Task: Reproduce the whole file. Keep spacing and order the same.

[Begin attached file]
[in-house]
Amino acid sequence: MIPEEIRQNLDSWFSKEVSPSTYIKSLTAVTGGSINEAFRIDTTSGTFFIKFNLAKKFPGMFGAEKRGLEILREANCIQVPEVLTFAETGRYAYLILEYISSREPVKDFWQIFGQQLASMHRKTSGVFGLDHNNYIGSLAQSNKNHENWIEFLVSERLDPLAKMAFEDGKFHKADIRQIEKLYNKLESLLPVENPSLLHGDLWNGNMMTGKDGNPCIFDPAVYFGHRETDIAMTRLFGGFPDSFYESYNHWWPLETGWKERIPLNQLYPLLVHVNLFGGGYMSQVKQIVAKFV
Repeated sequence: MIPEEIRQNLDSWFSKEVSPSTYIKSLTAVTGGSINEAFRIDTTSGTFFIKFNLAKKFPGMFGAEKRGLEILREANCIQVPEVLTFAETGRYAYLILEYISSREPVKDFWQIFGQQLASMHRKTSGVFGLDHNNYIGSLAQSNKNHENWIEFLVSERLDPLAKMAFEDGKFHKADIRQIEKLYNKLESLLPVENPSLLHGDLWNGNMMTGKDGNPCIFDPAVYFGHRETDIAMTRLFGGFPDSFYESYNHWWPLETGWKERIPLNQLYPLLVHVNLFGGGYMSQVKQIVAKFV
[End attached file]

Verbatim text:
[in-house]
Amino acid sequence: MIPEEIRQNLDSWFSKEVSPSTYIKSLTAVTGGSINEAFRIDTTSGTFFIKFNLAKKFPGMFGAEKRGLEILREANCIQVPEVLTFAETGRYAYLILEYISSREPVKDFWQIFGQQLASMHRKTSGVFGLDHNNYIGSLAQSNKNHENWIEFLVSERLDPLAKMAFEDGKFHKADIRQIEKLYNKLESLLPVENPSLLHGDLWNGNMMTGKDGNPCIFDPAVYFGHRETDIAMTRLFGGFPDSFYESYNHWWPLETGWKERIPLNQLYPLLVHVNLFGGGYMSQVKQIVAKFV
Repeated sequence: MIPEEIRQNLDSWFSKEVSPSTYIKSLTAVTGGSINEAFRIDTTSGTFFIKFNLAKKFPGMFGAEKRGLEILREANCIQVPEVLTFAETGRYAYLILEYISSREPVKDFWQIFGQQLASMHRKTSGVFGLDHNNYIGSLAQSNKNHENWIEFLVSERLDPLAKMAFEDGKFHKADIRQIEKLYNKLESLLPVENPSLLHGDLWNGNMMTGKDGNPCIFDPAVYFGHRETDIAMTRLFGGFPDSFYESYNHWWPLETGWKERIPLNQLYPLLVHVNLFGGGYMSQVKQIVAKFV